New figures reveal 191 people died every day during winter last year

Joe Gamp
Contributor, Yahoo News UK
The highest number of excess deaths in a single day occurred on February 1, when England experienced the coldest day of the year with temperatures plummeting to 1.7C (AP)

More than 23,000 people in the UK died from a range of illnesses and conditions associated with winter weather last year, according to a shocking new report.

Findings from the Office for National Statistics (ONS) reveal how respiratory diseases continue to be the leading cause of “excess winter deaths” in the UK.

The staggering number is equivalent to 191 people dying in Britain each day as a result of illness exacerbated by cold conditions.

The senior woman holding gas bill in front of heating radiator. Payment for heating in winter.

The report showed deaths related to respiratory diseases - including a continuing rise in pneumonia cases - accounted for 40.6% of excess mortality rate in England alone, with a further 42.9% in Wales.

However, the latest statistics showed “significant drop” in the mortality rate for winter 2018/2019 -  the lowest recorded for five years since winter 2013-14.

Winter 2017/2018 recorded 50,000 cases of EWD.

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Mortality rates also continue to be higher in women, especially those aged 90 years and over.

The highest number of excess deaths in a single day occurred on February 1, when England experienced the coldest day of the year on January 31 with temperatures plummeting to 1.7C.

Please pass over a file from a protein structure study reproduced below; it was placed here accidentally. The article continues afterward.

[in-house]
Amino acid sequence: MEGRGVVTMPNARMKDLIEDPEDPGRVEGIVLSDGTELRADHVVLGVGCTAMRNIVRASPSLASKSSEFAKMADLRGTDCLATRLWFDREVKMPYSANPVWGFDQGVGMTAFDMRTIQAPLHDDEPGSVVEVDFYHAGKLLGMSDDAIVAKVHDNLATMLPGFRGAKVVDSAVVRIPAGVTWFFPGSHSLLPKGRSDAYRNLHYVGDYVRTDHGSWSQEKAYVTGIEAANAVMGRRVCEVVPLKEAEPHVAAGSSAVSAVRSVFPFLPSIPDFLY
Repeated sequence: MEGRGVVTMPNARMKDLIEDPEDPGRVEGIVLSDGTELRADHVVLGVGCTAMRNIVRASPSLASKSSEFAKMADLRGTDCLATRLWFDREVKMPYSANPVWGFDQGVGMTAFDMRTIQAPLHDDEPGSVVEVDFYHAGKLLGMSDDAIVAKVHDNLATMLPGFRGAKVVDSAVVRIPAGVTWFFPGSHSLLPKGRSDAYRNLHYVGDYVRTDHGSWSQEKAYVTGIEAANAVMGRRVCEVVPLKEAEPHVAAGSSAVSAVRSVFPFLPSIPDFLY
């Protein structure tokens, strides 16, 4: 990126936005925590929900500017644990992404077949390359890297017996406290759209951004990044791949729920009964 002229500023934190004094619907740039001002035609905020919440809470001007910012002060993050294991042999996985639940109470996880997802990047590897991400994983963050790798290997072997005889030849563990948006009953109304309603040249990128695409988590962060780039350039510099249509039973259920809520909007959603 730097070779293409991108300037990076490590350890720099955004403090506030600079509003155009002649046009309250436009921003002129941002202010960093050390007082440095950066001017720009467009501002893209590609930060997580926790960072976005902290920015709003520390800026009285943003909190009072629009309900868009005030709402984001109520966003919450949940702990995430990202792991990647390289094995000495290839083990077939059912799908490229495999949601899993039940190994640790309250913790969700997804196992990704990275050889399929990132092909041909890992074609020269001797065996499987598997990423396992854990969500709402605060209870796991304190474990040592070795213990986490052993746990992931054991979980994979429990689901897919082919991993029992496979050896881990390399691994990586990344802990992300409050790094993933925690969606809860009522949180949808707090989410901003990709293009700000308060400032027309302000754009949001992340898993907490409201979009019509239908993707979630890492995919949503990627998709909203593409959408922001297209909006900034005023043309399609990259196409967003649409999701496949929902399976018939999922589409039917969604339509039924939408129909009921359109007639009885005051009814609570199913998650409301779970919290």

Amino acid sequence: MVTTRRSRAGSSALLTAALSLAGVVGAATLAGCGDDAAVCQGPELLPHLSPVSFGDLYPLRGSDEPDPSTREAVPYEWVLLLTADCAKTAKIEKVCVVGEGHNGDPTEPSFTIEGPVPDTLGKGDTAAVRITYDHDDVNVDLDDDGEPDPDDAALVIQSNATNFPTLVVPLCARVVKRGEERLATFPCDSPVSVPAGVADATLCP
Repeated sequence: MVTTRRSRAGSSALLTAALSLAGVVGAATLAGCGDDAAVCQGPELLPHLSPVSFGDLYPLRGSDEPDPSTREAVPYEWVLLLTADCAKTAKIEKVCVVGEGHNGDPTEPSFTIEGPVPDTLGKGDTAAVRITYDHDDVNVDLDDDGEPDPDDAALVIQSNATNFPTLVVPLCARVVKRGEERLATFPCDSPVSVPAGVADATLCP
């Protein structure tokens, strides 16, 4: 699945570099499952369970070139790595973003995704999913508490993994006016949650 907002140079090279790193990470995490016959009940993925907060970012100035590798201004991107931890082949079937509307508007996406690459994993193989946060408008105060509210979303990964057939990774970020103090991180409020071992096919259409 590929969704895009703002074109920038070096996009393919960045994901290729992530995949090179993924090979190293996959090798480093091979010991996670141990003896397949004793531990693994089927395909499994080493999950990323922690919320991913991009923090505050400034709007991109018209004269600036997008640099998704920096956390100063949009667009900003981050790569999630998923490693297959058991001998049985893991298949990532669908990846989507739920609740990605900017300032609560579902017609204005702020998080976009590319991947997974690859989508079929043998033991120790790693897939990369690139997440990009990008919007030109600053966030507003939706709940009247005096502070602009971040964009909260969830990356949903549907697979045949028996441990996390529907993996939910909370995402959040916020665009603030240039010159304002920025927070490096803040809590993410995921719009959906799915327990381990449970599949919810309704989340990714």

Yorkshire and Humberside was found to have the highest number of cases, accounting for 16.5% of all excess winter deaths during the period.

Respiratory diseases accounted for 40.6% of excess mortality deaths in England alone (GETTY)

The ONS report said the decrease in excess winter deaths was likely to be down to milder weather compared to the previous winter and the lower impact of flu on the elderly in 2018-19.

It read: "The substantial reductions observed in both England and Wales since the previous winter shows the fluctuations in EWM (excess winter deaths).

"The recent decreases are likely related to the milder weather experienced in the winter months compared with the previous winter and the lower impact of influenza on the elderly in 2018 to 2019, and supports improvement in the efficacy of influenza vaccines."

England may soon experience the "coldest winter in 30 years", warn experts (AP)

The news comes as experts predict another beast from the east, with winter set to be "the coldest weather in 30 years”.

Researchers from University College London forecast an average temperature of 3.9C for January to February 2020.

Yahoo News UK has contacted Shelter and Age UK for comment.